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Tuesday February 14, 2012 | 03:19 PM

Maine Republican Sens. Susan Collins and Olympia Snowe have said that President Obama’s revised birth-control coverage rule was a step in the right direction, and appeared to have been won over by the change announced by the White House last week.

But in interviews today, Collins and Snowe said they aren’t ready to completely endorse the announced change. The White House said Friday that instead of requiring employers, including religious hospitals and universities, to pay for contraception benefits, it would alter the rule to have such coverage provided by health insurers.

Snowe said today that the White House “certainly has made some critical adjustments, but we haven’t seen the final rule so I think it is important to see the final rule to make sure that we understand exactly what it will do. I see there are still some concerns within the Catholic Church, and hopefully the president can continue to work through those issues.”

Snowe was referring to the face that the U.S. Conference of Catholic Bishops is among those who continue to criticize the administration’s revised rule, and push for legislation allowing for a wider exemption.

“It shouldn‘t be mutually exclusive, maintaining women’s health and religious liberty,” Snowe said. “We haven’t seen the final language. I would like to look at it. I know there are some differences within the church so if the president can further address those that is always helpful.”

Snowe said she has remained a sponsor of a bill introduced by Sen. Marco Rubio, R-Fla., giving any employer the ability cite religious objections as a basis for not providing contraception coverage. But Snowe said she is not a sponsor of a bill by Sen. Roy Blunt, R-Mo., that allows employers and insurers to exclude coverage for any health service that contravenes their religious beliefs.

Snowe called the Blunt bill “too broad.”

Collins, meanwhile, said she has become concerned that the Obama administration has not detailed how its revised rule would apply to Catholic institutions that are self-insured and act as both employer and insurer.

“I thought that the president’s announcement on Friday was a step in the right direction, but as I indicated at that time, I needed more information about the details,” Collins said today. “A very important issue is how the administration would treat self-insured Catholic institutions. And I haven’t been able to get an answer from the administration on that issue. They have ducked the issue and said that it remains to be seen, that they are working on it and that it could take as long as a year to come up with an answer. That’s very disappointing and undermines what I thought was a sincere attempt initially to deal with the issues that have been raised not only by the Catholic Church but by other faith-based organizations.”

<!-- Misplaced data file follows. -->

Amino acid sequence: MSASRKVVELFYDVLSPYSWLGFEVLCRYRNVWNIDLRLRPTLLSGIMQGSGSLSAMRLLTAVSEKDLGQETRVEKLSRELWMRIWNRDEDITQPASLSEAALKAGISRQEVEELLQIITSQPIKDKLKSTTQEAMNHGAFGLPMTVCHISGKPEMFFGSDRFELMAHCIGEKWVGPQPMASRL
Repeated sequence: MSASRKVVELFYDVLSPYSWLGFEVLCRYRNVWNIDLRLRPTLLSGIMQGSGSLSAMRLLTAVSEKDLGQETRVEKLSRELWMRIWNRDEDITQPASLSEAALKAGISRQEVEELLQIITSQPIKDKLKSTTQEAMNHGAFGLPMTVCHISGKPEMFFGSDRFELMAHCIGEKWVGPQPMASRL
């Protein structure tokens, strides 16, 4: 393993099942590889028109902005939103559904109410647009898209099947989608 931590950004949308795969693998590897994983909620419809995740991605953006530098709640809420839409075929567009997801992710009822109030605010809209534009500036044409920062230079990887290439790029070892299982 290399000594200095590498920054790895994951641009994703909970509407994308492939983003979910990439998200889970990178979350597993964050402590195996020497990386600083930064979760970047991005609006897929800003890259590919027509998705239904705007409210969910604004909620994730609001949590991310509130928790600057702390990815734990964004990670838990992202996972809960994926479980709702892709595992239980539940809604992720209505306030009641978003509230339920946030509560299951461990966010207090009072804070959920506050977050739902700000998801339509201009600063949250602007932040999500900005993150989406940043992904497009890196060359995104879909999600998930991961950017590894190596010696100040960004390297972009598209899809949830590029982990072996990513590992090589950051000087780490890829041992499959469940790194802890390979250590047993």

Collins said she too continues to be a sponsor of the Rubio bill. She is not a sponsor of the Blunt bill, saying she needs to study the Blunt measure’s “full implications.”

In 2001, Snowe authored and Collins co-sponsored a bill that prohibited insurance plans from excluding contraceptives from their prescription benefits.

There was no religious exemption in that bill as written, but Snowe indicated at the time that she would address that issue of adding a “conscience clause.” Collins said today that she too favored a conscience clause and talked to Snowe about adding that to the bill at the time. The bill didn’t advance that year after a Sept. 10, 2001 hearing. The same bill also was introduced by Snowe in 2005 and 2008, but did not receive a hearing, Snowe’s office said.




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Kevin Miller is Washington bureau chief for the Portland Press Herald and MaineToday Media. He has worked as a journalist in Maine for 6 ½ years, covering the environment, politics and the State House. Before arriving in Maine, he wrote about politics, government and education for newspapers in Virginia and Maryland.
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